Ammonia 0.1 0.020
Carbon dioxide 2 0.010
Carbon monoxide 0.2 0.020
Formaldehyde 0.2 0.030
Formic acid 0.2 0.010
Hydrogen chloride 50* 0.020
Hydrogen fluoride 50* 0.010
Water 5 0.100
Total hydrocarbon (C1-C5) 2 0.200
Non-methane hydrocarbon (C2-C5) 2 0.200
Methane 100 0.010
Ethane -- 0.020
Ethylene -- 0.050
Propane -- 0.040
Butane -- 0.080
Pentane -- 0.050

 

* Limit for total halogenated compounds is 50 ppm

Along with the gases listed in Table 1, the DTGS configuration can also be used to examine other halogenated species, which include, but are not limited to, dichlorodifluoromethane, chloromethane, vinyl chloride, and dichloromethane.

The MAX-iR analyzer’s StarBoost technology configuration has a narrower spectral range than the DTGS. However, it offers improved sensitivity for impurities like CO2, CO, and CH4. NIST traceable calibration standards were acquired with 5 ppm of CO, CO2, and CH4 in a balance of hydrogen to confirm the performance of the StarBoost configuration for the trace impurities’ analysis in hydrogen.

Using a gas blending system, this standard was diluted to concentrations as little as 10 ppb. For blank samples as well as dilution of the 5 ppm calibration blend, research-grade hydrogen was used.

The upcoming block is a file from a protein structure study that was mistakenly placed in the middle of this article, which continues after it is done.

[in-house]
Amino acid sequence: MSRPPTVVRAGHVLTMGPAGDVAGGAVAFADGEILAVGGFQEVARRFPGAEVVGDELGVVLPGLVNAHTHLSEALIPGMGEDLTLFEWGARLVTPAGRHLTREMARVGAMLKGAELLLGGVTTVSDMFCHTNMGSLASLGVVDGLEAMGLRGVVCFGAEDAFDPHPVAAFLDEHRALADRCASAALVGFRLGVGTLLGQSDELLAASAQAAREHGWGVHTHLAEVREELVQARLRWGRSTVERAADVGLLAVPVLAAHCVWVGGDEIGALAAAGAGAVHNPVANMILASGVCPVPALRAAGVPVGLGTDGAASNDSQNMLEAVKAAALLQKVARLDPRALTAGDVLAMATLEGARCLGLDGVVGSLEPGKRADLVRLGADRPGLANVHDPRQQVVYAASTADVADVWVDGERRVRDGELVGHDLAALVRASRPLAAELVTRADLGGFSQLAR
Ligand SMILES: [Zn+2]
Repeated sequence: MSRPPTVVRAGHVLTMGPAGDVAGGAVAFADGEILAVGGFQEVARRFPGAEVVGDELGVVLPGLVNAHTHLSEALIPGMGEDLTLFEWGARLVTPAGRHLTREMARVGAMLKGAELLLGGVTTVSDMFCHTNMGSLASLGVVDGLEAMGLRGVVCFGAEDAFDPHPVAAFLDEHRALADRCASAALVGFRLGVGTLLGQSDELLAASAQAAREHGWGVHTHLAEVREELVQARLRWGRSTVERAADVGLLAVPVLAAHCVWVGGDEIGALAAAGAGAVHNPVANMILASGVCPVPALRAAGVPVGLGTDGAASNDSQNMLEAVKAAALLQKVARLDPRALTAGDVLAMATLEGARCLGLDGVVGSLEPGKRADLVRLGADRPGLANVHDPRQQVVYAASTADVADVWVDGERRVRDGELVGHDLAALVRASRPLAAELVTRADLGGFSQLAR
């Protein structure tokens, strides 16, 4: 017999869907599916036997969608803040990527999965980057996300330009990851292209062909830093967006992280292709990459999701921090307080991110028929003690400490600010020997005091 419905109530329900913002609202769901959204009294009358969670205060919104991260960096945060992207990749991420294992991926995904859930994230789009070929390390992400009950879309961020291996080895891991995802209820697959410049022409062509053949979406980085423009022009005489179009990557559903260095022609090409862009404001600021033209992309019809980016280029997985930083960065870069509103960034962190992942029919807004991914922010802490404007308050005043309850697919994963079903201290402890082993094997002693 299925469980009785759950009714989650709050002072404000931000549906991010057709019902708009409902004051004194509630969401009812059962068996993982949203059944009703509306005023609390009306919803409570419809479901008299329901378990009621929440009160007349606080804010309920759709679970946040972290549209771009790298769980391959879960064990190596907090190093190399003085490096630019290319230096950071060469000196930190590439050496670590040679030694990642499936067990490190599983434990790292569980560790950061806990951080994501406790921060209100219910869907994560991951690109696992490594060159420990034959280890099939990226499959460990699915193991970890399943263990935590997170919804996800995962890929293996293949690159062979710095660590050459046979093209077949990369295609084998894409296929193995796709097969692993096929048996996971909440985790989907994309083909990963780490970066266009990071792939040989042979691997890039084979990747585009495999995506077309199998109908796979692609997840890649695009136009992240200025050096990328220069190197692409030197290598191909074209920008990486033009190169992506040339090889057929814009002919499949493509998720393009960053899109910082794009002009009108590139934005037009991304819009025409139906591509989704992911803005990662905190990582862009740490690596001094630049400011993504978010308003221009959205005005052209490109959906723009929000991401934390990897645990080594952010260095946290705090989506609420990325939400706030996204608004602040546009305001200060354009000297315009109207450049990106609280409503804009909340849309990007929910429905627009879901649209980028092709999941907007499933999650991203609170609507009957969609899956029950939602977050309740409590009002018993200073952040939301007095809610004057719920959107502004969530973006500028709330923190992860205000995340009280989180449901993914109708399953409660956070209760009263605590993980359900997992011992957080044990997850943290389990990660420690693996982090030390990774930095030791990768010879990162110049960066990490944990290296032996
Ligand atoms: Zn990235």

Four concentration levels (10 ppb to 5 ppm), with a minimum of four replicates in each, were randomly examined by the MAX-iR analyzer with StarBoost configuration — every day for three days to identify accuracy, linearity, and method detection limit (MDL). A repeatability analysis was also performed to test precision, where a concentration of 10× the detection limit was examined 30 times (see Figure 1).

Concentration plot for 25 ppb repeatability study on StarBoost configured MAX-iR instrument.

Figure 1. Concentration plot for 25 ppb repeatability study on StarBoost configured MAX-iR instrument. Image Credit: Thermo Fisher Scientific – Materials & Structural Analysis

Table 2. Summary results of validation study on StarBoost configured MAX-iR system. Source: Thermo Fisher Scientific – Materials & Structural Analysis

  Accuracy Linearity Precision EPA 821-R-16-006
  % of Expected R2 RSD MDLS (ppb)
Carbon dioxide 1.25% 0.9999 0.70% 0.7
Carbon monoxide 2.91% 0.9999 2.43% 0.6
Methane 2.15% 0.9998 0.88% 1.1

 

Conclusion

For the real-time measurement of several trace level impurities present in bulk hydrogen, the MAX-iR analyzer is a sensitive and flexible analytical tool. The DTGS detector of the analyzer offers the most effective solution for quick, precise analysis of the several impurities outlined in ISO 14687 and for monitoring the quality of fuel cell grade hydrogen (99.97% purity).

To monitor ultra-high purity hydrogen for industries with strict demands like semiconductors, the StarBoost configuration offers improved sensitivity for a compact subset of impurities.

The validation study establishes that the StarBoost configured MAX-iR analyzer is an exceptionally accurate and dependable tool that attains detection limits down to 1 ppb. Both the MAX-iR system and the MAX-iR with StarBoost configuration are ideal for use in the field and can be used 24/7 as neither liquid nitrogen nor maintenance are required.

This information has been sourced, reviewed and adapted from materials provided by Thermo Fisher Scientific – Materials & Structural Analysis.

For more information on this source, please visit Thermo Fisher Scientific – Materials & Structural Analysis.